McKesson’s Principal Brief as Plaintiff-Appellant:  [Link].

Epic’s Response Brief as Defendant-Appellee:  [Link].

McKesson’s Reply Brief :  [Link].

Vacated Federal Circuit Panel Decision:  [Link].

Previous oral argument in front of initial three judge panel:  [Listen]

Oral Argument of the Month: Ultramercial v. Hulu

Sunday, October 2nd, 2011

The oral argument in Ultramercial, LLC  et al. v. Hulu LLC et al., 2010-1544 (Fed. Cir. September 15, 2011) is one that I think will interest many practitioners.  The case deals with the issue of subject matter eligibility under 35 U.S.C. section 101 for a claim directed at distributing copyrighted products (e.g., songs, movies, and books) over the Internet.  Claim 1 reads as follows:

1)  A method for distribution of products over the Internet via a facilitator, said method comprising the steps of:

a first step of receiving, from a content provider, media products that are covered by intellectual property rights protection and are available for purchase, wherein each said media product being comprised of at least one of text data, music data, and video data; a second step of selecting a sponsor message to be associated with the media product, said sponsor message being selected from a plurality of sponsor messages, said second step including accessing an activity log to verify that the total number of times which the sponsor message has been previously presented is less than the number of transaction cycles contracted by the sponsor of the sponsor message;

a third step of providing the media product for sale at an Internet website;

a fourth step of restricting general public access to said media product;

a fifth step of offering to a consumer access to the media product without charge to the consumer on the precondition that the consumer views the sponsor message;

a sixth step of receiving from the consumer a request to view the sponsor message, wherein the consumer submits said request in response to being offered access to the media product;

a seventh step of, in response to receiving the request from the consumer, facilitating the display of a sponsor message to the consumer;

an eighth step of, if the sponsor message is not an interactive message, allowing said consumer access to said media product after said step of facilitating the display of said sponsor message;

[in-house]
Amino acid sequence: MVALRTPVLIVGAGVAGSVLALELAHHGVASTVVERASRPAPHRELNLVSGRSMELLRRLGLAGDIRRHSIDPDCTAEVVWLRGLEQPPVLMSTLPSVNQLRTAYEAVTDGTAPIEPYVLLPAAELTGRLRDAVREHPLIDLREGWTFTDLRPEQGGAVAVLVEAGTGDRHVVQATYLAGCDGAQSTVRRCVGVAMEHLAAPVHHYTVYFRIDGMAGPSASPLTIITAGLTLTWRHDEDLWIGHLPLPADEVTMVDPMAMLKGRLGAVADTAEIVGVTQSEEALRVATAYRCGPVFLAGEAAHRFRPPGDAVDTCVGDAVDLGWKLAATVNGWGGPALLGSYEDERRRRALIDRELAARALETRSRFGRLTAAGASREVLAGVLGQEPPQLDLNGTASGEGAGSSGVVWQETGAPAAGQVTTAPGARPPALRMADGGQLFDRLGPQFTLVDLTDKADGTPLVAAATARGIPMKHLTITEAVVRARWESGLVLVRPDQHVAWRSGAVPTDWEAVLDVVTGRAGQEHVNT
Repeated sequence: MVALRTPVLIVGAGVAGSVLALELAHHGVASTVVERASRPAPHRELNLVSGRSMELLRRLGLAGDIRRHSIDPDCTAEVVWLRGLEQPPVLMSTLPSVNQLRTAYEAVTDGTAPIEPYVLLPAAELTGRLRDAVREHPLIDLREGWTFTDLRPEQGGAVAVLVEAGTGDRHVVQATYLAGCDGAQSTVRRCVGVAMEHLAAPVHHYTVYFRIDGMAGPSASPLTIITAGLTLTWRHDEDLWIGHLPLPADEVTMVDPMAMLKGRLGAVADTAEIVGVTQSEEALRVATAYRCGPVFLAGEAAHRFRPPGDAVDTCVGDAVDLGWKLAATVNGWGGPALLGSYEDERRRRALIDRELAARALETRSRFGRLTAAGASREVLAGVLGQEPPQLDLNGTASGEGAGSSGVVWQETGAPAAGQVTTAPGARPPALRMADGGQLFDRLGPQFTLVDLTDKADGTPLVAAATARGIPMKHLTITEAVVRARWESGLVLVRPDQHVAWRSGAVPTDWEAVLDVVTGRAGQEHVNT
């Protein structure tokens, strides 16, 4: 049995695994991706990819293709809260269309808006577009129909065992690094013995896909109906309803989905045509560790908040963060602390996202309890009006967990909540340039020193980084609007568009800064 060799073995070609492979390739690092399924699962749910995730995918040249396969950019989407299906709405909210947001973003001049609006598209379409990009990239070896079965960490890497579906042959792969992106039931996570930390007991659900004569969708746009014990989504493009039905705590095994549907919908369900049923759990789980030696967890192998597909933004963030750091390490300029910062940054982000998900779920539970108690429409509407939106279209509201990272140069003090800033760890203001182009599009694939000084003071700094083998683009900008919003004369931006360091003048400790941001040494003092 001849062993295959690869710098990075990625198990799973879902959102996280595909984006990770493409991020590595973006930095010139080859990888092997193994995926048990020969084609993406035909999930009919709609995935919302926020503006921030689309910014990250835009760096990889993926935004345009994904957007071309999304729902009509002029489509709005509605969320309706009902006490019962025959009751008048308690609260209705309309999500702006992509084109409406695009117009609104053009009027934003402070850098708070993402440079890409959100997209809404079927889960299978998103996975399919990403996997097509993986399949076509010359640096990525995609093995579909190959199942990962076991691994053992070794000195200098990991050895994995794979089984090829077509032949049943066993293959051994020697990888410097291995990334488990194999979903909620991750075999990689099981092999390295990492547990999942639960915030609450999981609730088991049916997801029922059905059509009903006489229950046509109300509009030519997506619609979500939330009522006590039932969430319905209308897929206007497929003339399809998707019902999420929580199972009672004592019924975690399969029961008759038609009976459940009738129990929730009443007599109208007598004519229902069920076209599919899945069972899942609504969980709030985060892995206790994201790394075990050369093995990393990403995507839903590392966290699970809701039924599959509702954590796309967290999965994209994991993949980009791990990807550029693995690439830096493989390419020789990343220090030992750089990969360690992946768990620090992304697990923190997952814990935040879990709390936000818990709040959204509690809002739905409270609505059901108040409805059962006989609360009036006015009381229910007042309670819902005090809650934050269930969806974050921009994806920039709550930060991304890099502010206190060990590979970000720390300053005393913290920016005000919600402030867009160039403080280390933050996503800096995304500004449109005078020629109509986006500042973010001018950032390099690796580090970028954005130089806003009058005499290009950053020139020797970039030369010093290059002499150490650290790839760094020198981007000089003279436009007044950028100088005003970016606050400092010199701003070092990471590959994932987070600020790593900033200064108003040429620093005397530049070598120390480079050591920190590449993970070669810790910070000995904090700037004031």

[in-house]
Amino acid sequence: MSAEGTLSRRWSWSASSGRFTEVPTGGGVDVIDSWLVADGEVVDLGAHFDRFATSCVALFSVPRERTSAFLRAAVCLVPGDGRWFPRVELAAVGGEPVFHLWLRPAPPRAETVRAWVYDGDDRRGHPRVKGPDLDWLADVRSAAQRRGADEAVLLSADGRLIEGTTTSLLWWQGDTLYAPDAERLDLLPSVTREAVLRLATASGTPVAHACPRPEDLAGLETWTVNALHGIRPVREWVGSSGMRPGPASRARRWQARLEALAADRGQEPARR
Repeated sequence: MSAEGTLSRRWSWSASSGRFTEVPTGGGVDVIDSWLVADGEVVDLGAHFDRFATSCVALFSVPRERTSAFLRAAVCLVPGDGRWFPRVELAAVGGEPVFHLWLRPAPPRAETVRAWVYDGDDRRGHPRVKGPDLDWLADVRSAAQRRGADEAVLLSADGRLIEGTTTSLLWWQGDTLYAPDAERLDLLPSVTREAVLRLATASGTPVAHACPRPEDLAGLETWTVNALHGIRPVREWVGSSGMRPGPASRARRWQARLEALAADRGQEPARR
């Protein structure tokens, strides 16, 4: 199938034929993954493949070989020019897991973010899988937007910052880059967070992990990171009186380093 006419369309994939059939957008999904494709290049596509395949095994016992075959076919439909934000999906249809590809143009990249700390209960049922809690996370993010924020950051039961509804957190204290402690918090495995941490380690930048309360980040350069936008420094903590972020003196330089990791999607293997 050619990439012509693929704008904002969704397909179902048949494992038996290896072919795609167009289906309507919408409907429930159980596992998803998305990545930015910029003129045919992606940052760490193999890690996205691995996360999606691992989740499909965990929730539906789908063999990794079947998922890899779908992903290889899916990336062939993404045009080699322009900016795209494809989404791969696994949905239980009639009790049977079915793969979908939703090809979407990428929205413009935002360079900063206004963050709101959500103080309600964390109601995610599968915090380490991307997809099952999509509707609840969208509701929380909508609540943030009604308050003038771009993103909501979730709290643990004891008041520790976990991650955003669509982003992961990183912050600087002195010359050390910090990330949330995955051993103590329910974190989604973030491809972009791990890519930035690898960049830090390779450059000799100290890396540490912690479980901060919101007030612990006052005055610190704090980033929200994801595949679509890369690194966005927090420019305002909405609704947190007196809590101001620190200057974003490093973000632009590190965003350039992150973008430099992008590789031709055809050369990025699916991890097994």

a ninth step of, if the sponsor message is an interactive message, presenting at least one query to the consumer and allowing said consumer access to said media product after receiving a response to said at least one query;

a tenth step of recording the transaction event to the activity log, said tenth step including updating the total number of times the sponsor message has been presented; and

an eleventh step of receiving payment from the sponsor of the sponsor message displayed.

‘545 patent col.8 ll.5-48.

Judge Lourie inquired that one looks to the claim language to determine the steps of a method rather than relying on some sort of general idea: [Listen].

His statement for the court in Ariad Pharmaceuticals, Inc. v. Eli Lilly and Co., 598 F.3d 1336, 1347 (Fed. Cir. 2010)(en banc) is consistent with the approach that claims define subject matter:

Claims define the subject matter that, after examination, has been found to meet the statutory requirements for a patent. See In re Vamco Mach. & Tool, Inc., 752 F.2d 1564, 1577 n. 5 (Fed.Cir.1985). Their principal function, therefore, is to provide notice of the boundaries of the right to exclude and to define limits; it is not to describe the invention, although their original language contributes to the description and in certain cases satisfies it. Claims define and circumscribe, the written description discloses and teaches.

But, Chief Judge Rader asked why in a section 101 analysis does one have to worry about particular claim terms, since all one is evaluating is subject matter eligibility. Shouldn’t one just look to the field that “this” is in in order to see if that field is precluded under 35 U.S.C. section 101: [Listen].  This line of questioning would echo his questions from the oral argument in Research Corp. Techs. v. Microsoft Corp., 627 F.3d 859 (Fed. Cir. 2010): [Listen]. 

At another point in the oral argument, Judges Rader and O’Malley took defendant-appellee’s counsel to task for asserting that economic ideas such as a “transaction” were by definition abstract: [Listen].

Finally, Judge O’Malley echoed the sentiment of the patent bar when she commented that she wasn’t sure what the Supreme Court made clear in Bilski: [Listen].

You can listen to the entire oral argument here: [Listen].
You can read the court’s opinion here: [Read].